As we bound into the second year of the pandemic, with numbers fluctuating but still high in most places in the U.S. (including Houston), we’re looking at year two of missing out on “normal things.” I have missed birthday celebrations and family get-togethers, girls’ night out and brunch dates, meetings with clients and lunching with friends, and so much more.
I missed the birth of my niece. For all of my nieces and nephews, my siblings’ children, I was at the hospital and was one of the first people to welcome them into the world. This time it took weeks before I saw her in person. Weeks that I missed. And though many might consider that a small inconvenience, it’s the thing that will stick in my memory as the one thing I most regret.
Cinco de Mayo is next week. In Houston, this usually would mean a big parade in addition to festivals, events, parties, and other faux-holiday celebrations. The parties seem to have made it back into our daily lives (judging by the ads and announcements). Many bars and restaurants will be holding some kind of Cinco de Mayo event. Even Miller Outdoor Theatre is holding a performance. The only thing missing, I think, will be the parade.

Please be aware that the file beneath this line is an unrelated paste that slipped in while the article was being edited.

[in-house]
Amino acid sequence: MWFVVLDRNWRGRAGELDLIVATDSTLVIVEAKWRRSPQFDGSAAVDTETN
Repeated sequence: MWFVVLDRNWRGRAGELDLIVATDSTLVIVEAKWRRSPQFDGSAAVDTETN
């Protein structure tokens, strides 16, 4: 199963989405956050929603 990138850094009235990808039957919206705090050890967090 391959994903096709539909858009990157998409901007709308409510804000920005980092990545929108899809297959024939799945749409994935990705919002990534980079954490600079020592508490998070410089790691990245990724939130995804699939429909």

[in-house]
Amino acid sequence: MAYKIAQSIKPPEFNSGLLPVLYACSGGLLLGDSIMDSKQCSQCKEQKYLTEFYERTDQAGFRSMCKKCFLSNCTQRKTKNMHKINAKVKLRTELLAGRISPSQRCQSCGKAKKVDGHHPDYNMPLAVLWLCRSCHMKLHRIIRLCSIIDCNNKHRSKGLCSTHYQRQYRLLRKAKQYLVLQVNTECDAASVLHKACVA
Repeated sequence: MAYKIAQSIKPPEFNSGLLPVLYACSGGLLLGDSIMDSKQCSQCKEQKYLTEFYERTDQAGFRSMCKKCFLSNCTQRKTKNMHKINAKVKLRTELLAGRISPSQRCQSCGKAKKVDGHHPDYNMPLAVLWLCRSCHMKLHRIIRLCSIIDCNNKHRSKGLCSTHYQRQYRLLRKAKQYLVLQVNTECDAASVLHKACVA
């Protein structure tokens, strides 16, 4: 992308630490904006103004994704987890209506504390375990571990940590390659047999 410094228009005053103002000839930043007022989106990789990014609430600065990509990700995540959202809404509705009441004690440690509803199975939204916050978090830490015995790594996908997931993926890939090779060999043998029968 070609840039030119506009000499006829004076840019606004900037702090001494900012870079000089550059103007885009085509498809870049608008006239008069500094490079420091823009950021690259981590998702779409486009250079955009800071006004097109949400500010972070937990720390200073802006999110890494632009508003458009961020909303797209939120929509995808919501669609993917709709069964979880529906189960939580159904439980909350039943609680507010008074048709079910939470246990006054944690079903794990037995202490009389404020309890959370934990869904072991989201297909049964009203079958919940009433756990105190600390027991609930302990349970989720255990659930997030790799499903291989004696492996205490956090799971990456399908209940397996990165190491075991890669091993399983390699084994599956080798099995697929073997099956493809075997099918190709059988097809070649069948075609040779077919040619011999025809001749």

Are we having a parade in Houston? I don’t think so. Will we miss having a parade? I don’t know. What I do know is that I miss having the option of a parade. I miss being able to be casual about where I go, who I sit next to, and what I do.
If I were willing to throw caution to the wind, I could enjoy a life that’s closer to my “normal.” I could meet up with friends for drinks or dinner. I could join the Cinco de Mayo celebrations at crowded bars and restaurants. I could mix and mingle with people I don’t know, in poorly-ventilated rooms, and have fun. I could gamble with my health and leave it up to chance whether or not I make it out of this pandemic relatively unscathed.
Even though I am fully vaccinated, I can’t bring myself to do that. And some will tell me that I’m living in fear — and I’ll admit that they’re at least a little bit right. But it’s a fear that’s based in reality.
Do I miss the parades? Yes, but not enough to go into one even if it were being held.